New generation of laser and light therapies could provide future treatment options for skin, hair and nail conditions

SAN DIEGO (March 16, 2012) —

Information presented at American Academy of Dermatology’s 70th Annual Meeting by Molly Wanner, MD, FAAD, instructor at Harvard Medical School and dermatologist at Massachusetts General Hospital in Boston. 

OVERVIEW:
Lasers and light sources have become a mainstay in dermatology and dermatologists have played a significant role in their development for treating skin conditions and improving aging skin. Now, the latest breakthroughs in laser and light therapies are zeroing in on providing an alternative treatment for hair loss, nail fungus and cellulite. Dermatologists caution that more scientific data are needed before these new treatments can be recommended, but these developments could lead to even better treatment options in the future.

LOW-LEVEL LASER THERAPY (LLLT) FOR HAIR GROWTH:
  • LLLT uses the principles of low-powered light to target cells.
  • In dermatology, LLLT has been evaluated more extensively for wound healing and photoaging, and now it is being studied for fat removal and hair removal.
LLLT for hair growth
  • Several new devices (in-office procedures and at-home devices) are being touted to reverse hair loss and restore hair growth, but Dr. Wanner cautioned very few of the available devices have been studied in peer-reviewed journals or tested properly to ensure their effectiveness.
  • One study showed that one device for reversing hair loss showed an average increase in hair growth of 19.8 hairs per centimeters squared. However, 19.5 hours of treatment were needed to produce these results — making this a very time-intensive procedure. In addition, in evaluation of results, the hair growth was not considered very noticeable by researchers.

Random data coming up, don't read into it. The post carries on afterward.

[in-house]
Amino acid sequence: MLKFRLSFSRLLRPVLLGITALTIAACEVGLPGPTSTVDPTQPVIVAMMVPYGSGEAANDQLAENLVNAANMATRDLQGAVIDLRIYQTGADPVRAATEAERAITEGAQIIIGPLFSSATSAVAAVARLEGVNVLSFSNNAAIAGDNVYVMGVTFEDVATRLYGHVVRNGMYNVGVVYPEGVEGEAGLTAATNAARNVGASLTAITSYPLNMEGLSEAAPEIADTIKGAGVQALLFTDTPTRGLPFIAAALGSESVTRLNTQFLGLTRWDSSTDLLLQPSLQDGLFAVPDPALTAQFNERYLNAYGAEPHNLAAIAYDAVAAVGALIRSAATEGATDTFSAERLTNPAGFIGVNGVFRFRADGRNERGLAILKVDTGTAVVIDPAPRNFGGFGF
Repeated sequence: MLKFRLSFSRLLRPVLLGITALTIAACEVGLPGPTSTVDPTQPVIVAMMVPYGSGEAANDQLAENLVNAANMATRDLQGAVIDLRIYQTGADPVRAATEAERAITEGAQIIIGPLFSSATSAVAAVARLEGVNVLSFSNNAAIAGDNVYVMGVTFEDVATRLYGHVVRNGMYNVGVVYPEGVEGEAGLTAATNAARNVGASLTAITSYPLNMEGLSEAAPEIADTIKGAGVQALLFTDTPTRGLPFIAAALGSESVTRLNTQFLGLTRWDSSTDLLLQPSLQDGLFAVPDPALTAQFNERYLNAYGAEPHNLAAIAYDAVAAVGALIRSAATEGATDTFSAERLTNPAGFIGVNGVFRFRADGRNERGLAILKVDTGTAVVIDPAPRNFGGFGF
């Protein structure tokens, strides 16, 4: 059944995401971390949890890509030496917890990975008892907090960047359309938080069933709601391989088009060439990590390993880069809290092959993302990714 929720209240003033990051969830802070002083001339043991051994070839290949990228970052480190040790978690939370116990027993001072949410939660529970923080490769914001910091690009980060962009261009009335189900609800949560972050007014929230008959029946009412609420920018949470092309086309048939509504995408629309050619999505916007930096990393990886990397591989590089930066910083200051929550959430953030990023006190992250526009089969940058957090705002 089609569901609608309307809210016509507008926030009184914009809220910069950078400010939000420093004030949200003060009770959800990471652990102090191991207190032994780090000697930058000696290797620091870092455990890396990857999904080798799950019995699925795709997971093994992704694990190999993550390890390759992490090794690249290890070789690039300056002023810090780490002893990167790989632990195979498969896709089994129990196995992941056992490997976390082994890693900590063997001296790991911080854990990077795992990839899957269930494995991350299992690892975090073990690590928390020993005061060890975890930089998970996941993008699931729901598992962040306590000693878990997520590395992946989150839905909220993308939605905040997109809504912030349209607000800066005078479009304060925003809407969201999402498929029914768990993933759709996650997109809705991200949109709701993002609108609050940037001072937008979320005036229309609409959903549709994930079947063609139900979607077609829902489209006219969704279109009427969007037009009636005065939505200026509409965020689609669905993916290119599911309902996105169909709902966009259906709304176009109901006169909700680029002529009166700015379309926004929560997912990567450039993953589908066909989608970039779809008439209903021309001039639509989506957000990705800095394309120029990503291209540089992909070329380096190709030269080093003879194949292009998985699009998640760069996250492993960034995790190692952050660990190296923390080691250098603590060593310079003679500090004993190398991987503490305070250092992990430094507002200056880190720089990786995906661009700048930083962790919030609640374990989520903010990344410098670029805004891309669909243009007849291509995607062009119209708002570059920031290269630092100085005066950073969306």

• Although two therapies are approved by the U.S. Food and Drug Administration (FDA) for hair loss (minoxidil topical therapy for men and women; and finasteride oral therapy for men), Dr. Wanner explained that in some cases patients might not want to take an oral medication or could have an adverse reaction to applying minoxidil to the scalp. In these instances, LLLT may help some patients reverse hair loss — but Dr. Wanner cautioned that results may be minimal and require a significant amount of time.
  • Dr. Wanner recommended that hair loss patients should discuss their treatment options with a dermatologist. 
LASERS AND LIGHT THERAPIES TARGET NAIL FUNGUS:
Treatments/devices being studied
  • Photodynamic therapy (PDT)
  • 1064-nanometer laser
  • 870/930-nanometer laser
Study limitations
  • Dr. Wanner explained that studies for each therapy are small and limited.
  • Pain in the treatment area may be an issue and needs to be further studied.
  • Of the currently available studies, results show 30 to 40 percent of patients may be cured using the techniques — but more information and more studies are needed to validate results.
Why alternative therapies are needed
  • Currently available oral therapies for nail fungus have higher cure rates, but they also are associated with a number of potential side effects.